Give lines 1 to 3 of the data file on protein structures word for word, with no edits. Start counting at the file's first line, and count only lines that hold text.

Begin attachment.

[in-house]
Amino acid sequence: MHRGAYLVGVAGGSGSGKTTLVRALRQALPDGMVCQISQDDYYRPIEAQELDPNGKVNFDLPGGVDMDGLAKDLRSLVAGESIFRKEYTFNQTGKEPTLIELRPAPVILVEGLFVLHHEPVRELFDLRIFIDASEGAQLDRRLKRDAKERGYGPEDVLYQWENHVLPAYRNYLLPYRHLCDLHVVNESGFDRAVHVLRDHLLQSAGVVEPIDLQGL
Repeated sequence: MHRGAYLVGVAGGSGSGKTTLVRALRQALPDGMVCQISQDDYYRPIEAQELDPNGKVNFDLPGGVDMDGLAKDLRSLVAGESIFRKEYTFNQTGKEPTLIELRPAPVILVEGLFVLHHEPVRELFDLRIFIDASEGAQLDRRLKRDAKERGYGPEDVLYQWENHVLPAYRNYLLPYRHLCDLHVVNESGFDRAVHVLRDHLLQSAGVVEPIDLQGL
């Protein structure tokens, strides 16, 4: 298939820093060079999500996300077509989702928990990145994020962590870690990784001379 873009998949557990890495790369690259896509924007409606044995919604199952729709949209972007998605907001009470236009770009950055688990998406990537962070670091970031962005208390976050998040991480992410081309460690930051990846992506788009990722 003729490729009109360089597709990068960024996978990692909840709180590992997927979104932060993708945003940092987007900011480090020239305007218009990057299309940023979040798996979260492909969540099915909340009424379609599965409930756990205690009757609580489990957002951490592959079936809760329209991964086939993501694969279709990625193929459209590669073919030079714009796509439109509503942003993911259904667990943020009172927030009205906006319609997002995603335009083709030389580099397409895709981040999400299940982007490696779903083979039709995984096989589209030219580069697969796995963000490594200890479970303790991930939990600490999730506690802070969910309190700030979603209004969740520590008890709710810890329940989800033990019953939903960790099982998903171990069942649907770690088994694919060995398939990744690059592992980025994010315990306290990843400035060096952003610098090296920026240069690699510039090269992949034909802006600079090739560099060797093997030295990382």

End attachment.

[in-house]
Amino acid sequence: MHRGAYLVGVAGGSGSGKTTLVRALRQALPDGMVCQISQDDYYRPIEAQELDPNGKVNFDLPGGVDMDGLAKDLRSLVAGESIFRKEYTFNQTGKEPTLIELRPAPVILVEGLFVLHHEPVRELFDLRIFIDASEGAQLDRRLKRDAKERGYGPEDVLYQWENHVLPAYRNYLLPYRHLCDLHVVNESGFDRAVHVLRDHLLQSAGVVEPIDLQGL
Repeated sequence: MHRGAYLVGVAGGSGSGKTTLVRALRQALPDGMVCQISQDDYYRPIEAQELDPNGKVNFDLPGGVDMDGLAKDLRSLVAGESIFRKEYTFNQTGKEPTLIELRPAPVILVEGLFVLHHEPVRELFDLRIFIDASEGAQLDRRLKRDAKERGYGPEDVLYQWENHVLPAYRNYLLPYRHLCDLHVVNESGFDRAVHVLRDHLLQSAGVVEPIDLQGL